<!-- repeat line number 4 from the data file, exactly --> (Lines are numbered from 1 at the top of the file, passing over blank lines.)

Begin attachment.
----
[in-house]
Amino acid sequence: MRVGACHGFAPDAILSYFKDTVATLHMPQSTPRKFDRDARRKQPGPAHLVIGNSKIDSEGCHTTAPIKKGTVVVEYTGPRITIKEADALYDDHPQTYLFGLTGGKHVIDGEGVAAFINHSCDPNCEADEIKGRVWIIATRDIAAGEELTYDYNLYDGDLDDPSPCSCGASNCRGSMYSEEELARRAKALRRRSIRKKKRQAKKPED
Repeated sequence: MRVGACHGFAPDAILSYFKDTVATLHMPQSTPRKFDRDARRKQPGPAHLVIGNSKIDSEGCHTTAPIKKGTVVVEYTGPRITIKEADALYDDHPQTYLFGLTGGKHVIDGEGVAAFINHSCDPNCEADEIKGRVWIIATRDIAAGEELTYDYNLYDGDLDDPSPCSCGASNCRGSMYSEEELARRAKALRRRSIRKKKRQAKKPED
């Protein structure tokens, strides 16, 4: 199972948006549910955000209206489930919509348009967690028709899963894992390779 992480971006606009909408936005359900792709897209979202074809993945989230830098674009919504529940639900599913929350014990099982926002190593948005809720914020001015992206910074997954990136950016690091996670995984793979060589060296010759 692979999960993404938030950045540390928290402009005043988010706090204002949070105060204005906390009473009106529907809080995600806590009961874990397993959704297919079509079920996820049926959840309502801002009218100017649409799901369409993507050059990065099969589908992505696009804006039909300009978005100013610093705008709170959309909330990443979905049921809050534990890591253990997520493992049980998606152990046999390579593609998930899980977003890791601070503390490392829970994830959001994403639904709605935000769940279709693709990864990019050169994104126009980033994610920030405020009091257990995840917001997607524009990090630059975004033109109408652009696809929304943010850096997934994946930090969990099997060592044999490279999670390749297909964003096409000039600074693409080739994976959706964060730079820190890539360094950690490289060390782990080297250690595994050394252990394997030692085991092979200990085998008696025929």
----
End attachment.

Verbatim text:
């Protein structure tokens, strides 16, 4: 199972948006549910955000209206489930919509348009967690028709899963894992390779 992480971006606009909408936005359900792709897209979202074809993945989230830098674009919504529940639900599913929350014990099982926002190593948005809720914020001015992206910074997954990136950016690091996670995984793979060589060296010759 692979999960993404938030950045540390928290402009005043988010706090204002949070105060204005906390009473009106529907809080995600806590009961874990397993959704297919079509079920996820049926959840309502801002009218100017649409799901369409993507050059990065099969589908992505696009804006039909300009978005100013610093705008709170959309909330990443979905049921809050534990890591253990997520493992049980998606152990046999390579593609998930899980977003890791601070503390490392829970994830959001994403639904709605935000769940279709693709990864990019050169994104126009980033994610920030405020009091257990995840917001997607524009990090630059975004033109109408652009696809929304943010850096997934994946930090969990099997060592044999490279999670390749297909964003096409000039600074693409080739994976959706964060730079820190890539360094950690490289060390782990080297250690595994050394252990394997030692085991092979200990085998008696025929």